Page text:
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Ask Ms. Medicare

Does Your Medicare Card Expose You to Identity Theft?

How to protect yourself

Q. Why is the ID number on my Medicare card the same as my Social Security number? I need to carry the card in my wallet, so what can I do to prevent identify theft?

A. People new to Medicare are often shocked to learn that the ID number on their Medicare card is identical to their Social Security number (SSN). After all, we're constantly warned not to carry our SSNs around with us. If our cards are lost or lifted, a criminal can use those numbers to get other personal information about us and commit identity theft — an especially vicious form of fraud that snared more than 11.6 million victims last year.

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Medicare Identity Theft - Man holds up mask of another man's face to his own

Don't fall victim to identity theft. Keep your Medicare card in a safe place. — Photo by Ann E. Cutting/Getty Images

But the Medicare ID is more than an identifier — it's proof of insurance. Beneficiaries need to show their Medicare card at the doctor's office and the hospital in order to have Medicare pay for treatment.

Over the years, many consumer advocates, including AARP, have called for a new form of Medicare identification. Members of Congress have written legislation to establish a different system, such as Medicare smart cards. Two government agencies have urged change: the Social Security Administration and the Federal Trade Commission. Even a presidential commission (PDF) debated the issue in 2007.

Yet so far nothing has been done.

The reason is that it would cost at least $800 million and take five years to issue new numbers and change the cards currently used by more than 47 million people with Medicare, Medicare officials testified at a House committee hearing on Aug.1. Also, doctors and other health care providers across the nation would have to update their records.

Other government health systems — such as those run by Veterans Affairs and the Department of Defense — have already begun using ID numbers that are different from SSNs, or they are in the process of changing. But no one knows whether Medicare will follow suit.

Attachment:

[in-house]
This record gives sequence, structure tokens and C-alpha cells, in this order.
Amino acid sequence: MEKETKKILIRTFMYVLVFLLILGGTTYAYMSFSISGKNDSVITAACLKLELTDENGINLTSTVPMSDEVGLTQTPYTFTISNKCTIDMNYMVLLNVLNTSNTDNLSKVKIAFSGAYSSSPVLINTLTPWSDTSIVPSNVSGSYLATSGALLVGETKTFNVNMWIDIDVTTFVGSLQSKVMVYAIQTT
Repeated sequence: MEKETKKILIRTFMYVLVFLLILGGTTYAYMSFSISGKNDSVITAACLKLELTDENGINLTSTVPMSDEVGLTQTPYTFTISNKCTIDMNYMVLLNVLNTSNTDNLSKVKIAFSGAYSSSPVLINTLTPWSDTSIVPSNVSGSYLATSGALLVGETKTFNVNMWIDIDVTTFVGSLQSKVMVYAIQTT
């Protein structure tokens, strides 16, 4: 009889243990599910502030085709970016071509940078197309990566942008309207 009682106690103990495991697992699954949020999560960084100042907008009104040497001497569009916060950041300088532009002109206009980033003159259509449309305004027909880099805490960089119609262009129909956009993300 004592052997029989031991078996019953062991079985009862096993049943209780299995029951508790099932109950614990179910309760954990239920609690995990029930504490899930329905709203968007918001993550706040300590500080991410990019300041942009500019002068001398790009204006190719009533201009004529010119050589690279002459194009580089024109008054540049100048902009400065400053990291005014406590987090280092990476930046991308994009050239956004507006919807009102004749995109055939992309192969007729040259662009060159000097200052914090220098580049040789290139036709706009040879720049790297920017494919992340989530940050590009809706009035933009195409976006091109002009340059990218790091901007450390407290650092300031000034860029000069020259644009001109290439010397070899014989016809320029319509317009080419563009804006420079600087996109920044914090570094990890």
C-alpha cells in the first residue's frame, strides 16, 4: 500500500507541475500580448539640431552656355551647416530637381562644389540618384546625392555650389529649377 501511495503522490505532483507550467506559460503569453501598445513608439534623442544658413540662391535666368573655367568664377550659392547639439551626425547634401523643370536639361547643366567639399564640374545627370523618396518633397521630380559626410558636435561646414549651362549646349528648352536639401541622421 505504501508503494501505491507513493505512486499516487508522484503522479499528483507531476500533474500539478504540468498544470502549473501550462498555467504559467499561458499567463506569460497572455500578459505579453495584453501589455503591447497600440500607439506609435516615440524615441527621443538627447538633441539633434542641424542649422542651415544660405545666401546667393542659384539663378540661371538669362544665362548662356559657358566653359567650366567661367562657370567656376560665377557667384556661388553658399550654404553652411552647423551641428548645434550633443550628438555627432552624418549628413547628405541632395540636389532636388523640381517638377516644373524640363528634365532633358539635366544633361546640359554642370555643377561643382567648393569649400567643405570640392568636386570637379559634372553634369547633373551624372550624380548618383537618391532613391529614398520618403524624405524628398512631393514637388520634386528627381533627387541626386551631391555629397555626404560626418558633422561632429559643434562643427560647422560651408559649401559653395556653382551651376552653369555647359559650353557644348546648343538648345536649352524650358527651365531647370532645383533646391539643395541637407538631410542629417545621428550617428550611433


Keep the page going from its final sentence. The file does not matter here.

In the meantime, here's what you can do to protect yourself, according to the Privacy Rights Clearing House, a national consumer resource on identity theft:

Photocopy your Medicare card and cut it down to wallet size. Then remove or cut out the last four digits of the SSN and carry the remaining photocopy with you rather than the actual card. But you'll need your original Medicare card with you the first time you visit a health care provider, who will likely want to make a photocopy of it for their files

Note: You'll notice that your Medicare ID has one or two additional letters or numbers following the digits of the SSN. These identify what kind of beneficiary you are, according to the Social Security Administration. For example, the letter T mainly indicates that you are entitled to Medicare, but are not yet filed for Social Security retirement benefits; whereas W1 indicates that you are a widower who is eligible for Medicare through disability. For the purposes of your photocopy, it doesn't matter whether you delete these final letters (or letter-number combinations) or leave them in.

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Inspector General Daniel Levinson of the HHS shares with us the various tools and strategies that federal agencies are using to fight Medicare fraud. Watch

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